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Aimee Craig

Hi Beth,

My organization, the Chalkboard Project, would love a copy of Trust Agents!

We work hard to remain an independent source for information about K-12 public schools in Oregon. We spent our first two years doing public opinion polling and best-practices research to come up with a research-based agenda that Oregonians would support. We spend a lot of time and resources trying to make information more accessible to the average Oregonian so that they can make informed decisions about their schools. We started the Open Books Project (www.openbooksproject.org)as a helpful source for community member who want to learn more about their school district including district spending, teacher and student data, and student achievement results.

Just this month we started twittering and facebooking and I would love to learn more about how to become a Trust Agent.

Bethany Deines

Hi...I'd love a copy of this book. The Children's Medical Center of Dayton, OH has made a concentrated effort to use social medial to post information about parenting tips, pediatric healthcare, child safety tips, and much more. We want to be our community's first source for trusted information. We utilize several Facebook pages, Twitter, 937moms.com (a local social network for mothers), and YouTube. Combine that with weekly community events for fundraisers, bike helmet fittings, car seat checks, and special events, Dayton Children's is actively serving the families in a 20 county area.

Our Twitter and Facebook pages grow daily. We were recently recognized as #35 out of 250 hospitals using Twitter and were #4 in number of posts. Our following has gained not just local recognition, but national recognition. In addition to being followed because of the information we have posted, we are now actively sought after as speakers and panelists for other non-profits on the value and use of social media. We are working hard to be trust agents on a number of topics...it's a high priority for our marketing and development staffs.

Thanks for the opportunity to get a copy of this book. I am sure it will be a great read.

Bethany Deines
Director of Annual Giving
The Children's Medical Center of Dayton
One Children's Plaza
Dayton, OH 45404-1815
www.facebook.com/daytonchildrens
www.twitter.com/daytonchildrens

twitter.com/JeffAbram

"Do what ever makes sense for you, but don’t sit around and do nothing. It takes time to earn our trust and respect by become one of us so get on it." Was just having a conversation today with a couple who work in the non-profit ministry we work with and are about our age about this issue. Not all social media tools are right for everyone all the time but being connected is more than just posting an entry or two on FB or Twitter.

It's about choosing something that works for you that will allow you to connect with others who might share a similar interst, hobby or other affinity. That's all networking and connecting are...finding those who you can relate to and with and genuinely caring enough about the other person to add something to the relationship (information, thoughts, ideas, etc) and considering their contribution as valuable as well.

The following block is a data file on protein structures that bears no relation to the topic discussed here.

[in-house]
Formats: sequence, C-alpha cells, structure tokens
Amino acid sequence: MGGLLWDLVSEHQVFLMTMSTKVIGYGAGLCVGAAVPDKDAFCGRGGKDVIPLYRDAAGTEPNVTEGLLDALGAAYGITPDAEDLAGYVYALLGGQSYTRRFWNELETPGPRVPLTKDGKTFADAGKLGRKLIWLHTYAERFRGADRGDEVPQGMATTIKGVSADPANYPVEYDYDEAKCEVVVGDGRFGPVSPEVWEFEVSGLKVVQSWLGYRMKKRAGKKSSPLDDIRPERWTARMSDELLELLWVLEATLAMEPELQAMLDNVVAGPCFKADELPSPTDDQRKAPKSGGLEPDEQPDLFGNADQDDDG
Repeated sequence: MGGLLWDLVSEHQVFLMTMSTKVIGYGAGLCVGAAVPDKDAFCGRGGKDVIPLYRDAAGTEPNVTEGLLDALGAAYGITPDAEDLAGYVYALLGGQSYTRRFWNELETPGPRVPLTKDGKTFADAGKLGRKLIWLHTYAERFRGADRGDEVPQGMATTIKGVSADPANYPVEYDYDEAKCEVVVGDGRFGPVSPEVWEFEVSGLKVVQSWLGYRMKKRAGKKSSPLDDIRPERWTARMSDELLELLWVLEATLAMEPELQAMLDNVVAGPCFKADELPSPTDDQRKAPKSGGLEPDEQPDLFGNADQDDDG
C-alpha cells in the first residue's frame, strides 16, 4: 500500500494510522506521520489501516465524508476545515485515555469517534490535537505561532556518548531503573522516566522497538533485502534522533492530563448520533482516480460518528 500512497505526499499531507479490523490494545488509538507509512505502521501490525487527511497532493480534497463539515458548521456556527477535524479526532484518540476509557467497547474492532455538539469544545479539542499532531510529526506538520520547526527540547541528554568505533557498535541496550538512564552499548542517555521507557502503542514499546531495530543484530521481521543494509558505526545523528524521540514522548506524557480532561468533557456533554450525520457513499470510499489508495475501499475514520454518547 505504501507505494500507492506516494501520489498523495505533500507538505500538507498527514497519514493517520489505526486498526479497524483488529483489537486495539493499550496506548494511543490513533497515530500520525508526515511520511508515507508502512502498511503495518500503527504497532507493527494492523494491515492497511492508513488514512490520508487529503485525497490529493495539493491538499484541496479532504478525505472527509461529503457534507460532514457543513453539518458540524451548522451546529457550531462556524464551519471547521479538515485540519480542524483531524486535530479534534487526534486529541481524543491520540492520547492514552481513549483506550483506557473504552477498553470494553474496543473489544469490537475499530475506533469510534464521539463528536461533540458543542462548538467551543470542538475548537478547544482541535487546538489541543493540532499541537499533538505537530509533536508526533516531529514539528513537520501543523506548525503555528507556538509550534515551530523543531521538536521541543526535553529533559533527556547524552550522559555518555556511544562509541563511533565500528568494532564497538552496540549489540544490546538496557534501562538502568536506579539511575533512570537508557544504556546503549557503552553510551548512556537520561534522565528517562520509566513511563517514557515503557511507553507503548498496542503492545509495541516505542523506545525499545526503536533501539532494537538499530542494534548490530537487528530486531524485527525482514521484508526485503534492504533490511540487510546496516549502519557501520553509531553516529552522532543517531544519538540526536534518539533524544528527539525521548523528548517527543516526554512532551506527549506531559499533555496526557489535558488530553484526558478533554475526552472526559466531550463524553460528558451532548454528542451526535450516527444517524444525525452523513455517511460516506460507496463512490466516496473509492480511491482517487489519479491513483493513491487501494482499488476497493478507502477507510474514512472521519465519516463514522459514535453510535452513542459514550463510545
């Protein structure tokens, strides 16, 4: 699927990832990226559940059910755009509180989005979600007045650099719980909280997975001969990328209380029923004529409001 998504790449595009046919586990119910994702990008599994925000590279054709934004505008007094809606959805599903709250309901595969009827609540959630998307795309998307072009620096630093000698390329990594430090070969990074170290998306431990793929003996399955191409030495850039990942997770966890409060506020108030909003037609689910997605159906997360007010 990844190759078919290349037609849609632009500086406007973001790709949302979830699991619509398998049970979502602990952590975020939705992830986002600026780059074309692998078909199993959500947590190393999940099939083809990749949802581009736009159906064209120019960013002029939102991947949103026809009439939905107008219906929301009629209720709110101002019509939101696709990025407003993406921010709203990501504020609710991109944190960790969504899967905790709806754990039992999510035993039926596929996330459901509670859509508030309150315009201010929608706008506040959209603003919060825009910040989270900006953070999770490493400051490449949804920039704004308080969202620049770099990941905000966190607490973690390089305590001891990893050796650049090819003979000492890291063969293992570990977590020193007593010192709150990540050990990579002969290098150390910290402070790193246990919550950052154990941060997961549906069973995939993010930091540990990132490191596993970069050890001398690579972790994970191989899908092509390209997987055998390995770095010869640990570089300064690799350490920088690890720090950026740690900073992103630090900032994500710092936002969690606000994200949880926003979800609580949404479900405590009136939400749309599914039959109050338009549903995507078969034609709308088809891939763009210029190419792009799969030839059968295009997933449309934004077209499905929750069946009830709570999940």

I like these points and Frank's one sentence summary--common sense but worth repeating again and again--social media (no matter how you disguise or discuss it) is most helpful and beneficial when it replicates what we do in everyday living---connecting with others, helping out when we can, caring about others and offering something of value during our time together. That recipe works no matter the tax identification category ;).

Marc van Bree

When I started my new job 6 months ago at Chapin Hall at the University of Chicago, I had to switch gears completely and go from using social media as a tool to connect to music loving patrons to using social media to disseminate child and family policy research. We’re getting ready to set up some tools to disseminate our research through social media. This list of attributes is definitely helpful for thinking about that switch.

Passionate
I get really excited when a researcher testifies before congress about an issue or when our research has guided legislation. I’m very excited to get to know the network of service organizations, advocacy groups and policy makers that deal with the issues and learn from them, share with them.

Educate
As said, I get really excited when thinking about the impact of our organization on the legislative process. Currently, I’m also looking at IssueLab, a nonprofit solely dedicated to dissemination of research. I can learn a lot from them and have shared conversations with them about social media and dissemination.

Connected
This might be the biggest challenge. I want to know where the conversation is taking place, but having some trouble locating it. But then again, perhaps we can create this space. We’ve been looking into the possibilities.

Digital Native
Yes, I definitely grew up with online technologies. I started making Web sites when I was in elementary school and grew up talking on forums and message boards.

Caring
This goes back to being passionate and looks ahead to being helpful:

Helpful
I think the most important function of online research dissemination is being helpful. We already provide free research publications, but social media can perhaps help us go beyond broadcasting, connecting with those who need the research. Almost being a child policy research concierge.

Dining Room Furniture

Great post..!! A smart topic for sharing.The topic is very impressive and clearly explained.Thanks......
Keep Posting.Looking forward to your posts.;)

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